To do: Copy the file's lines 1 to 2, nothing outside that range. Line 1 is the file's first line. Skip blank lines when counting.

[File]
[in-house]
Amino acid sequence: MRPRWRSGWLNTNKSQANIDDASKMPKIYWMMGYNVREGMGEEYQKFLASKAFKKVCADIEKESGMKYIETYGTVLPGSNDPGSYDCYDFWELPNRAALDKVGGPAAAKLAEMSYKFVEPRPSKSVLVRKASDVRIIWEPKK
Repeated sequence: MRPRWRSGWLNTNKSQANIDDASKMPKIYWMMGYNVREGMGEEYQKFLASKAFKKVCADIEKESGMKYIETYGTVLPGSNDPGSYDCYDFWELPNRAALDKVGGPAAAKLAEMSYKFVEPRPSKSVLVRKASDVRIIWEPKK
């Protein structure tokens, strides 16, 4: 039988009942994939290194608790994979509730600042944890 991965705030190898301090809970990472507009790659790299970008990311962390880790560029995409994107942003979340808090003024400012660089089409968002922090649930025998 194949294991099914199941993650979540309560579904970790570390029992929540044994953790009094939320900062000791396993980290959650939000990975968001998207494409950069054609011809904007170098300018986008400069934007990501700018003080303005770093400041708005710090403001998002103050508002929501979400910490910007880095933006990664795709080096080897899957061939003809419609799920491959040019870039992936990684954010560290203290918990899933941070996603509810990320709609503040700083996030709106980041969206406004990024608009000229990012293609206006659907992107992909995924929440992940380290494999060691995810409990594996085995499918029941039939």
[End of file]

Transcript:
[in-house]
Amino acid sequence: MRPRWRSGWLNTNKSQANIDDASKMPKIYWMMGYNVREGMGEEYQKFLASKAFKKVCADIEKESGMKYIETYGTVLPGSNDPGSYDCYDFWELPNRAALDKVGGPAAAKLAEMSYKFVEPRPSKSVLVRKASDVRIIWEPKK